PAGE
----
Thank you for your comment! I’m sorry to hear that you’ve struggled with bed bugs in the past. As you learned, the best way to get rid of bed bugs for good is to hire an exterminator. Hope you’ve been bed-bug-free ever since!

    1. Hi Evangeline:

      I do agree that the University of Minnesota’s article on this topic is excellent. It makes sense. There are a lot of people moving in and out of those dorm rooms.

  10. Is there anything else to use on my couches I can’t afford new ones I have bombed twice and sprayed the couches and washed everything it’s been ten days and I’m getting bites still I have replaced my bed!

  11. What about shoes and a flat screen TV. I am throwing everything elae out. Not taking chances. I have a few documents i need as well. Suggestions?

    1. Hi Ann:

      According to the academic literature I can find on this, you can probably wash and dry the shoes on high settings and get rid of anything that might be living in there. As for flat screen televisions, this article is on the older side, but it says that in the event the bugs were to stay in your flat screen, they could be heat treated because the flat screen can withstand temperatures up to 160 degrees. They aren’t likely to be in there because it wouldn’t be a source of food.

    2. I’m in the same situation. No matter how much I attack these damn bastards they keep coming back. I’m legit going to lose it on these things.

      1. Find someone to give your house a heat treatment. It’s worth the 1K to do it- peace of mind is worth it! Look online for heat treatments – exterminators don’t get rid of them as they can’t, but heat from the professionals will do it.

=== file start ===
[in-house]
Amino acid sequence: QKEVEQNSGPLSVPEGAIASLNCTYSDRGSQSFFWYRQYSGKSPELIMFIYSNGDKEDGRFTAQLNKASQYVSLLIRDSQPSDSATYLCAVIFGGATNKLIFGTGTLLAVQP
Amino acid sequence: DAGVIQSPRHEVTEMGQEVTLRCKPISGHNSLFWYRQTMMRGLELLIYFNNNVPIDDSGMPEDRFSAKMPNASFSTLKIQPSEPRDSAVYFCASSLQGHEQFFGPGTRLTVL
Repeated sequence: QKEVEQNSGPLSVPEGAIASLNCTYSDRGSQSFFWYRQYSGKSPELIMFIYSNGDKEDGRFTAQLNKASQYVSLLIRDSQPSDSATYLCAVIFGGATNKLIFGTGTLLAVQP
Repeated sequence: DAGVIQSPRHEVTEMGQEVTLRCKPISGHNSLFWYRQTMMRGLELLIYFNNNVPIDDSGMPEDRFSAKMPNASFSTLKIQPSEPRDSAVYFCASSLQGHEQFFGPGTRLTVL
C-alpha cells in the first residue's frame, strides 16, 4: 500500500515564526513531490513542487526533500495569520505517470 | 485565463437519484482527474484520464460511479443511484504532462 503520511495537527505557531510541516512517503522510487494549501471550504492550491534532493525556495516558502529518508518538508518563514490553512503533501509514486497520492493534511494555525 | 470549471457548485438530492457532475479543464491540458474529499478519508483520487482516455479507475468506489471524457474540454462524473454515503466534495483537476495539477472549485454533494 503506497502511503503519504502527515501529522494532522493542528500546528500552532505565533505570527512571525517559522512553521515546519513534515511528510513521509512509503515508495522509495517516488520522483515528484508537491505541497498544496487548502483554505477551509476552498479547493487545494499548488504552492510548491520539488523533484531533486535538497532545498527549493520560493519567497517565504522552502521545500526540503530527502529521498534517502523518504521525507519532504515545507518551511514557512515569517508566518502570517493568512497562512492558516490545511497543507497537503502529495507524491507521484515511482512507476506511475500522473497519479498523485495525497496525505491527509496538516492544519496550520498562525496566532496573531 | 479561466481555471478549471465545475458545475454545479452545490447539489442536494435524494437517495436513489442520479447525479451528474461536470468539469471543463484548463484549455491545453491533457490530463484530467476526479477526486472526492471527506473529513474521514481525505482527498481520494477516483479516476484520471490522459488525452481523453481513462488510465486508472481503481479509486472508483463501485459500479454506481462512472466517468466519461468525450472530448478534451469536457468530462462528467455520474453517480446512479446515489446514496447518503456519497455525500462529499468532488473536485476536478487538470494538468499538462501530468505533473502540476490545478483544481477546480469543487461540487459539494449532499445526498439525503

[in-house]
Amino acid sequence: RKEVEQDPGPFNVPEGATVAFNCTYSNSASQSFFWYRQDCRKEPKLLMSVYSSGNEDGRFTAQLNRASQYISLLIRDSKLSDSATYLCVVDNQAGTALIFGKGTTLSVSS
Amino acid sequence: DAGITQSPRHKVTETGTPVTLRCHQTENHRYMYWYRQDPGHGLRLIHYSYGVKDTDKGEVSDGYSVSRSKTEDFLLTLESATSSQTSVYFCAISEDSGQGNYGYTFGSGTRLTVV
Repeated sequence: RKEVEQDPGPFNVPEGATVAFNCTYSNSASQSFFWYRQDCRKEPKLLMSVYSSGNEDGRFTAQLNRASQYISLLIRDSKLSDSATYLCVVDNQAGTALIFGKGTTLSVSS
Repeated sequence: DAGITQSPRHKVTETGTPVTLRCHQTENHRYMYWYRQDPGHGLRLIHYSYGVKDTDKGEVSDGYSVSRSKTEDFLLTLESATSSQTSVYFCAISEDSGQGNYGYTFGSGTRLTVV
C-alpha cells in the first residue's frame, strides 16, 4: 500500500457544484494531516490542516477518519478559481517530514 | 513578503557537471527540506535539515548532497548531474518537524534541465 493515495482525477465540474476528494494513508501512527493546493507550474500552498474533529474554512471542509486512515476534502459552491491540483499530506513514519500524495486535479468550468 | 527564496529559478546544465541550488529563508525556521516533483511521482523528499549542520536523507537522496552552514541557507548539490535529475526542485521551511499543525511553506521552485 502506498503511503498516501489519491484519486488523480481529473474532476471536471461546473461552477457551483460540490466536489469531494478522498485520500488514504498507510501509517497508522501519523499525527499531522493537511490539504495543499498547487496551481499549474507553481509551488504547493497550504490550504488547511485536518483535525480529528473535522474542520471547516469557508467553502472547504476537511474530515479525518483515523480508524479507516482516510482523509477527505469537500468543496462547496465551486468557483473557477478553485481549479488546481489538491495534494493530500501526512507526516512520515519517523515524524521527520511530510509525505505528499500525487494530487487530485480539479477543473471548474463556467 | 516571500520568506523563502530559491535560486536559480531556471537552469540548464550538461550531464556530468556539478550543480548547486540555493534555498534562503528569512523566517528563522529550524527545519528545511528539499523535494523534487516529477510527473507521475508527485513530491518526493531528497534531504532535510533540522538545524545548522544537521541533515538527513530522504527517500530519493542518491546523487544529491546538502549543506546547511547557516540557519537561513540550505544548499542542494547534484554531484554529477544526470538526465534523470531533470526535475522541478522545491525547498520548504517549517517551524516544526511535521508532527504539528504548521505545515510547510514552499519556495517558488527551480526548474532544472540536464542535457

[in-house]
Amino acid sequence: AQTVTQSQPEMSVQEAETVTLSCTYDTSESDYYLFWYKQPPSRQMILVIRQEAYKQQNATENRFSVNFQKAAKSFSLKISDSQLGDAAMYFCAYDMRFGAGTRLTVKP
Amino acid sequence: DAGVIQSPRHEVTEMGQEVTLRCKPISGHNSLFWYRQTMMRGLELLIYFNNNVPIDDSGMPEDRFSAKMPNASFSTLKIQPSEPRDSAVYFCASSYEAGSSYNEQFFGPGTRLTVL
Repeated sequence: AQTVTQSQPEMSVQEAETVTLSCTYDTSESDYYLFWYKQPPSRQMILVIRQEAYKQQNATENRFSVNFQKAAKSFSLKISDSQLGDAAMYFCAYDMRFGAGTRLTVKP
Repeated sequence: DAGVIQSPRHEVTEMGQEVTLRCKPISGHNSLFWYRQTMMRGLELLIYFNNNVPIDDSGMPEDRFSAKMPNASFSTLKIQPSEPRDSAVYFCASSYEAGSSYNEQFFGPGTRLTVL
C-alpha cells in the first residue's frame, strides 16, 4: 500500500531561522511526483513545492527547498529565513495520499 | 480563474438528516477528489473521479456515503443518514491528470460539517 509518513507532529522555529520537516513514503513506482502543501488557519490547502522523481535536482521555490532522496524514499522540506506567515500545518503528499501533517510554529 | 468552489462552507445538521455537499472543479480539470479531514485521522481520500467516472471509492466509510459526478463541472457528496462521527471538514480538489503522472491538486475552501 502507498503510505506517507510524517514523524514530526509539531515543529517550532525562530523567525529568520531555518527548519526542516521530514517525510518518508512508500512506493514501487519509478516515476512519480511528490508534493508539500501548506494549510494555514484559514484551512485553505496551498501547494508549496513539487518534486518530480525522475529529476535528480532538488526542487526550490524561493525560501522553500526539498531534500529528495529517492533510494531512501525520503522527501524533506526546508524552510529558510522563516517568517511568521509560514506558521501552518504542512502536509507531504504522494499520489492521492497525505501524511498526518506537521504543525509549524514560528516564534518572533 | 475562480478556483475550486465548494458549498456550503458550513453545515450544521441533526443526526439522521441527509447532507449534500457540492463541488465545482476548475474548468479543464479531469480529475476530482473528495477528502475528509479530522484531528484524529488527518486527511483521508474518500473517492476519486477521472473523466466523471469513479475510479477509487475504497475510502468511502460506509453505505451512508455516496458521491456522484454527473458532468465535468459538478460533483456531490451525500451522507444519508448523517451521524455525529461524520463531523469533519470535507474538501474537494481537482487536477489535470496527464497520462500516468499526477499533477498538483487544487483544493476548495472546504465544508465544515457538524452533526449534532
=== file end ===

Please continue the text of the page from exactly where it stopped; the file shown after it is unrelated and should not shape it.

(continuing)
12. Straight to the point my bother got them and while they spray for a few hours he needs a place to go can’t tell him no he him self is a clean person so I feel bad to just tell him go for a ride sit at a park or something …… Point being can he come to my house and not bring them with him some how

  13. My son went to camp yesterday and they didnt make it over night. While there 5 kids from the same family. Were found with bits and bugs on their persons. All the kids belongings were piled up together in the van. When i picked him up they had put his stuff in a bag. Now its on my back porch still in the bag. What do i do with his stuff. Because im not bringing it in till i know what to do with it.

    1. Hi Jillianne:

      Laundering everything you can at the highest setting the fabric can handle will help. Anything you can’t wash may have the bugs extracted if you heat or freeze it. There’s more information here from the University of Minnesota. Good luck!

    1. Hi Twila:

      Bed bugs are unlikely to stay on you when you move as this doesn’t provide them with a good hiding place. I hope this helps!

      Kevin Graham

  14. I like to ask where I live their a few apartments that been treated but still get bed bugs why do they come back?an why they don’t treat the entired building if they are bedbugs in lots of apartments

    1. That’s a great question, Rosita. It probably has to do with the other units in the building. If any bedbugs are left untreated in the vicinity, they’ll likely come back.

      And while I don’t know the specific situation, I’m guessing that they’re not spraying because of the expense. Even exterminating a two-unit home can cost over $1,000, depending on the severity of the infestation. As sad as it is, this is often the hurdle for most landlords and investors. I would recommend talking about this with your landlord. Perhaps you can come to some sort of arrangement.

  15. I live in an apartment and bedbugs are slowly making their apt by apt down the hallway. What can I do to prevent them from crawling under my door.

    1. My immediate thought is that they sell foam you can put on the bottom of the doors to go between the bottom of the door and the floor. That way, you create a physical barrier. I’m not sure if your building manager is already doing this, but you could try spraying indoor safe bug killer/repellent in the cracks and crevices to prevent them from getting in. Hope this helps!